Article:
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2008 United States presidential election in Wisconsin

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The 2008 United States presidential election in Wisconsin took place on November 4, 2008, and was part of the 2008 United States presidential election. Voters chose 10 representatives, or electors to the Electoral College, who voted for president and vice president.

United States presidential election in Wisconsin, 2008

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  Obama portrait crop.jpg John McCain official portrait 2009.jpg
Nominee Barack Obama John McCain
Party Democratic Republican
Home state Illinois Arizona
Running mate Joe Biden Sarah Palin
Electoral vote 10 0
Popular vote 1,677,211 1,262,393
Percentage 56.22% 42.31%

Wisconsin presidential election results 2008.svg
County Results

President before election

George W. Bush
Republican

Elected President

Barack Obama
Democratic

Wisconsin was won by Democratic nominee Barack Obama by a 13.91% margin of victory. Prior to the election, all 17 news organizations considered this a state Obama would win, or otherwise considered as a safe blue state, despite the extremely close margins of victory in the previous two presidential elections. Polling throughout the state began to show a sizable and widening lead for Democrat Barack Obama of neighboring Illinois over Republican John McCain of Arizona. Obama carried Wisconsin with over 56% of the vote, significantly improving upon John Kerry's margin of victory in 2004. No presidential candidate has ever received more votes in Wisconsin than Obama. Whether measured by raw vote margin, percentage of total votes, or two-party percentage, Obama's victory remains the strongest performance for any candidate in the state since the re-election of Democrat Lyndon B. Johnson in 1964.

Contents

PrimariesEdit

CampaignEdit

PredictionsEdit

There were 16 news organizations who made state-by-state predictions of the election. Here are their last predictions before election day:

PollingEdit

Pre-election polling early on showed a tight race. Since May 18, Obama swept every single poll. Since September 21, Obama won every poll with at least 49% of the vote. The final 3 polls averaged Obama leading 53% to 40%.[17]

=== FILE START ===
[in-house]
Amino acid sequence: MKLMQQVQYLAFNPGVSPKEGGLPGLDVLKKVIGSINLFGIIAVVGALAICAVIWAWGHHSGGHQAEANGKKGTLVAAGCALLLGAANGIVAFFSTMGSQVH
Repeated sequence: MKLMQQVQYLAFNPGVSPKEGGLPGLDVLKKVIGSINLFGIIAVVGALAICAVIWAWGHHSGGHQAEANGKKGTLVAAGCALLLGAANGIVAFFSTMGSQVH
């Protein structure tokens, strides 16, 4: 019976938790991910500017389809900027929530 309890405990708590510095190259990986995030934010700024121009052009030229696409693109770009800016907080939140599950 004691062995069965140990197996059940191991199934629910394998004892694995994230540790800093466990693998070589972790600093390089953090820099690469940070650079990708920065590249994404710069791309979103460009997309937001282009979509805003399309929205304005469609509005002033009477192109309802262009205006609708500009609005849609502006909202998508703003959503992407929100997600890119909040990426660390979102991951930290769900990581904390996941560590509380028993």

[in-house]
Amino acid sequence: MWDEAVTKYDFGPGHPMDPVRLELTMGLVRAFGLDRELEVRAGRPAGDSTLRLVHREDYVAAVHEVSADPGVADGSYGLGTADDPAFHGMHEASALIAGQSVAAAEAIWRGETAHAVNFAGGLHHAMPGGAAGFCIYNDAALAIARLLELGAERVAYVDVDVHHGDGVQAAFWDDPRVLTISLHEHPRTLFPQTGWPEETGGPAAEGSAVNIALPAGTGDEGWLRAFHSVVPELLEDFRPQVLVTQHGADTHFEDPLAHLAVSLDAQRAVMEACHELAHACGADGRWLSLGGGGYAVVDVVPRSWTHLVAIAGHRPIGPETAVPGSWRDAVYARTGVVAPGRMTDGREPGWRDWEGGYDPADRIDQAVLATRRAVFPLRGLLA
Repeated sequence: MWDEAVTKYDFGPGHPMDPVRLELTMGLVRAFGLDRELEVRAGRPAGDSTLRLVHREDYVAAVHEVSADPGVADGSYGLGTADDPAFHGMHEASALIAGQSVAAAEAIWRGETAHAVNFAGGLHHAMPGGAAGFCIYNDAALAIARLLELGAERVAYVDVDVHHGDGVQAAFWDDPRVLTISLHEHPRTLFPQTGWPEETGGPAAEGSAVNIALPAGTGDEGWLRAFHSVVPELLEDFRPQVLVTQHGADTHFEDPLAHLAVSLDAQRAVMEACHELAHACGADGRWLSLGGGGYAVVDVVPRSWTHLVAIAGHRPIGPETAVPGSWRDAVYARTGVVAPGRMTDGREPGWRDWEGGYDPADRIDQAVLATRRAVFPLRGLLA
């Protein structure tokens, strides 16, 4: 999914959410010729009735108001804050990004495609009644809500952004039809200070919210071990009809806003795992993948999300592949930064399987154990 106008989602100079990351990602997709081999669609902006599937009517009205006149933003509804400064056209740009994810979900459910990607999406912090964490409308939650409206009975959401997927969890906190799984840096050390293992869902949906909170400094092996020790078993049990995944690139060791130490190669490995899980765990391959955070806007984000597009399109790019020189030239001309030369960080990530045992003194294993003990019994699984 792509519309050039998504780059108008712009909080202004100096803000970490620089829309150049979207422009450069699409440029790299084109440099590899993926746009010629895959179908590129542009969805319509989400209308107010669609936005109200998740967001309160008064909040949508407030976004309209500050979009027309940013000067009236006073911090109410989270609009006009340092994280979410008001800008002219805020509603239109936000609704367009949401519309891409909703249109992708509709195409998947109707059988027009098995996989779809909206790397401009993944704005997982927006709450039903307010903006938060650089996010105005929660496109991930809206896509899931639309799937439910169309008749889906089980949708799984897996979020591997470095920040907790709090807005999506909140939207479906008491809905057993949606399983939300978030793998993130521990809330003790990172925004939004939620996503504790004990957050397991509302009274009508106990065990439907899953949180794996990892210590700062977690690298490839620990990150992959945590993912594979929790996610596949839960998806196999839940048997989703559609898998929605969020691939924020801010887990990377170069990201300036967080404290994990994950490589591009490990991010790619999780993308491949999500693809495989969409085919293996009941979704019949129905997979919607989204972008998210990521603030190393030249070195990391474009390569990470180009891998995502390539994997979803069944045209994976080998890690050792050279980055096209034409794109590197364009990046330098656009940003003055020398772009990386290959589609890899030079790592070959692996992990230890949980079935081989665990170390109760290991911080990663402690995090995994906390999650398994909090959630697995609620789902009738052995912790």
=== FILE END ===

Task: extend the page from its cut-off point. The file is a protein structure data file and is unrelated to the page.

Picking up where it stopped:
FundraisingEdit

John McCain raised a total of $1,728,185 in the state. Barack Obama raised $4,862,486.[18]

Advertising and visitsEdit

Obama and his interest groups spent $13,586,634. McCain and his interest groups spent $9,240,899.[19] Each ticket visited the state 7 times.[20]

AnalysisEdit

Having voted for the Democratic presidential nominees by extremely narrow margins in 2000 and 2004, Wisconsin was originally considered to be a swing state in 2008.[21] However, Obama took a wide lead in the polls in Wisconsin near the final weeks before the election and many pundits and news organizations labeled the state as a safe blue state.[22]

Obama won Wisconsin by a comfortable 13.91-percent margin of victory. Obama carried the heavily Democratic cities of Milwaukee and Madison by large margins, winning above two-thirds of the vote, along with some traditionally Republican cities like Green Bay and Appleton.[23] This was consistent with Obama's pattern of strong performances in the states bordering Illinois. The state's Republican base essentially melted; John McCain only carried 13 of the state's 72 counties. McCain did best in the Milwaukee suburbs like Waukesha and Ozaukee counties. Wisconsin would not vote for a Republican candidate for president until Donald Trump in 2016. As of the 2016 presidential election, this is the last election in which Chippewa County, Brown County, Outagamie County, Jefferson County, Wood County, Oneida County, Barron County, Manitowoc County, Washburn County, Monroe County, Marathon County, Kewaunee County, Clark County, Rusk County, Oconto County, Burnett County, Calumet County, Iron County, Pierce County, Marinette County, Langlade County, Waushara County, Shawano County, and Waupaca County voted for the Democratic candidate.

ResultsEdit

The presidential race in Wisconsin in 2008 was not close, with McCain winning only 13 out of 72 counties.

United States presidential election in Wisconsin, 2008[24]
Party Candidate Running mate Votes Percentage Electoral votes
Democratic Barack Obama Joe Biden 1,677,211 56.22% 10